Wayside horn test gives Cardiff preview of crossing noise

Wayside horn test gives Cardiff preview of crossing noise
About 100 Cardiff residents, city officials and staff crowd onto a narrow strip of dirt and vegetation to get a preview of the type of noise that could be generated by a warning system for a pedestrian crossing near Montgomery and Vulcan avenues. Photo by Morgan Mallory

ENCINITAS — About 100 Cardiff residents, city officials and staff crowded onto a narrow strip of dirt and vegetation, listening to horns and bells on Sept. 22.

This was not a music concert. In fact, much of the sound was not music to the locals’ ears.

“Ix-nay on that one,” one woman said as a loud train horn-like sound emitted from a speaker near the railroad tracks.

“How many times is that supposed to go off?” she asked a man nearby.

“60 times a day,” the man said.

“There’s a school here, houses here. That’s unacceptable,” she said.

The residents were there for a city demonstration that previewed the type of noise that could be generated by a warning system for a pedestrian crossing near Montgomery and Vulcan avenues.

The city has been considering a pedestrian-only crossing near Montgomery Avenue for a year, but has received push back from the neighborhood after the city determined it was unlikely the city would obtain a “quiet zone” designation from federal and state rail regulators for the crossing.

A quiet zone would mean that trains passing through the crossing would not be required to blow their horns, provided the crossing included other advanced warning devices.

Without that designation, the city would be left with two options: loud train horns or a horn system at the crossing itself, known as a wayside horn system.

Residents have been opposed to any horn noise, wayside or locomotive, but city officials have been investigating several wayside horn options that generate less noise than the traditional variety.

During the hour long demonstration, crews simulated three horn sounds from loudspeakers in the vicinity of the tracks: one that blew the horn sounds toward the neighborhood and the Swami’s campground, a second that directed the horn sound toward the tracks, and a third, muffled warning system that could barely be heard from where the onlookers were standing some 500 feet away from the track.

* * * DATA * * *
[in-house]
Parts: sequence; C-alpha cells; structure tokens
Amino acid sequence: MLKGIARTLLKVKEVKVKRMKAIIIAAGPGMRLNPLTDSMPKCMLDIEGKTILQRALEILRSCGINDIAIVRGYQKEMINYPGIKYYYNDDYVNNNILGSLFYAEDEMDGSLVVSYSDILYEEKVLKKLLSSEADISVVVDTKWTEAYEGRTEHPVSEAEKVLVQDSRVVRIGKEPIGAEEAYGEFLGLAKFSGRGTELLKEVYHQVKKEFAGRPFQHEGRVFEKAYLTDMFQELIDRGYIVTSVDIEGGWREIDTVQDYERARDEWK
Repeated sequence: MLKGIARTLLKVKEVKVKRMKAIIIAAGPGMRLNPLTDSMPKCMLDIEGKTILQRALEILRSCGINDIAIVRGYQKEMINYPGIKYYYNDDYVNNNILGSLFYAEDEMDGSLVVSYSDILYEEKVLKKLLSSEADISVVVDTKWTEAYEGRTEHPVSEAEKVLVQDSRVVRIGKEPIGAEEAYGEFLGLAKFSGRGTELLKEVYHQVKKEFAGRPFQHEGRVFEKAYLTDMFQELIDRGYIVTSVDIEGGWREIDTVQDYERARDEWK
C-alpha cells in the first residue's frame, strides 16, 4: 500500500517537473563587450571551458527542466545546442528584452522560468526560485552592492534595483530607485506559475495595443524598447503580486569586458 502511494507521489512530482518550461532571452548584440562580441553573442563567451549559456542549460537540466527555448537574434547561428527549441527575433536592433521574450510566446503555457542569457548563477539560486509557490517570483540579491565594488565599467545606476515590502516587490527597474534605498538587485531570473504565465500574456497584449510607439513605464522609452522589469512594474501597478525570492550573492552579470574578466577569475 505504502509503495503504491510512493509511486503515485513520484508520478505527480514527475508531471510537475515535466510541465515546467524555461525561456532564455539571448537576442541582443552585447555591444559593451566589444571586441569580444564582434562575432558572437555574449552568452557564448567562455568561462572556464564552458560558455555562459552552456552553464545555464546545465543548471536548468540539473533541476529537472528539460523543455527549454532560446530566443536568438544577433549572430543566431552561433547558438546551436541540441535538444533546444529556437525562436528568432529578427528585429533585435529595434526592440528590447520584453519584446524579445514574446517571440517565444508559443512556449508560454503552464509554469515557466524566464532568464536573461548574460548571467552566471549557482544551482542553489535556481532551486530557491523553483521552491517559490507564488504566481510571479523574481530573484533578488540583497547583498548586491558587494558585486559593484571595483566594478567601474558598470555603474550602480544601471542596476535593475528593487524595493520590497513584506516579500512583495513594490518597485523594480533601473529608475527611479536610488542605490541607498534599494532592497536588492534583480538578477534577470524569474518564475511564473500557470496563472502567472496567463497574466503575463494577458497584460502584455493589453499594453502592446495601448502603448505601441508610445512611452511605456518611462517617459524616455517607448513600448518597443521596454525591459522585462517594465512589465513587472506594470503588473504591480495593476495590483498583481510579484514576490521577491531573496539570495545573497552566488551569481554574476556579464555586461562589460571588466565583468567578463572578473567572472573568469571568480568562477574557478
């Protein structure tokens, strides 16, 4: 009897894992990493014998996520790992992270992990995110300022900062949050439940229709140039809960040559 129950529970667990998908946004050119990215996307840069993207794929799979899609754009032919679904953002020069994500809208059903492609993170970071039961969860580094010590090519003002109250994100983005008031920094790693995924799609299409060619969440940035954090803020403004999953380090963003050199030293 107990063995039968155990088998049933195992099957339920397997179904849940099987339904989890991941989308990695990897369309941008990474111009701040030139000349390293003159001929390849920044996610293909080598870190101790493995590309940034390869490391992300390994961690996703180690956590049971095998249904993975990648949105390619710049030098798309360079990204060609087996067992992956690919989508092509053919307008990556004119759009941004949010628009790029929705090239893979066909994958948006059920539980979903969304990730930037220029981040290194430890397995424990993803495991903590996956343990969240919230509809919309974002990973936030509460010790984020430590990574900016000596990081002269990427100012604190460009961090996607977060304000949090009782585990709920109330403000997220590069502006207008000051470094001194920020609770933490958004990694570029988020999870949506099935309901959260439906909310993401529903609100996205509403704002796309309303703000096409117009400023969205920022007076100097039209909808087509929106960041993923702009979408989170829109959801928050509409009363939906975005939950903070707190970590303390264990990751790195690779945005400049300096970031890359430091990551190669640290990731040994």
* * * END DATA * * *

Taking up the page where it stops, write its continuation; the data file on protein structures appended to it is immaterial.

Each horn sound was also accompanied by a bell sound, which came from a crewmember suspended above the tracks in the bucket of a public works ladder truck.

Neighbors, much like in the aforementioned exchange, expressed concerned that with the imminent installation of a second railroad track in the Cardiff area, that residents would be bombarded by noise every time a train crosses the tracks, upwards of 60 times per day.

The entire city council and several council and mayoral candidates were on hand for the demonstration. They almost all agreed on one thing: the first two horn sounds were non-starters for the neighborhood.

“It’s a no brainer, one and two are totally not acceptable, and three is the only viable option,” City Councilman Tony Kranz said of the three horns. “We have to put together a package that the CPUC would approve Option 3 if we decide to move forward.”

State and federal regulators approved the third, quieter wayside horn for use at a crossing in San Clemente. But according to City Public Works Director Glenn Pruim, it is the only crossing to receive approval for the lower decibel horn.

“Every city with a rail crossing is investigating the San Clemente crossing to figure out how it got approved,” Pruim said. “You can’t recreate the conditions at the crossing, but you can get an understanding of the process, and possibly make a case for it at this crossing.”

Pruim said the approval in San Clemente could open the way for other cities to receive approval of a similar system.

“It helps that since there is already a test study out there, and regulators can see that it is working,” Pruim said.

Some who attended the demonstration, however, were not pleased with any of the options, and want the city to abandon the crossing and pursue either a under-crossing or pedestrian bridge at another location.

“I think it’s feasible,” said Brett Farrow, a Cardiff-based architect who is a member of the city’s coastal mobility and livability working group, which is charged with coming up with a long-term vision for the city’s three-mile rail corridor, which includes the Montgomery crossing site. “And it would eliminate the need for any horns or bells, which probably is the best outcome.”

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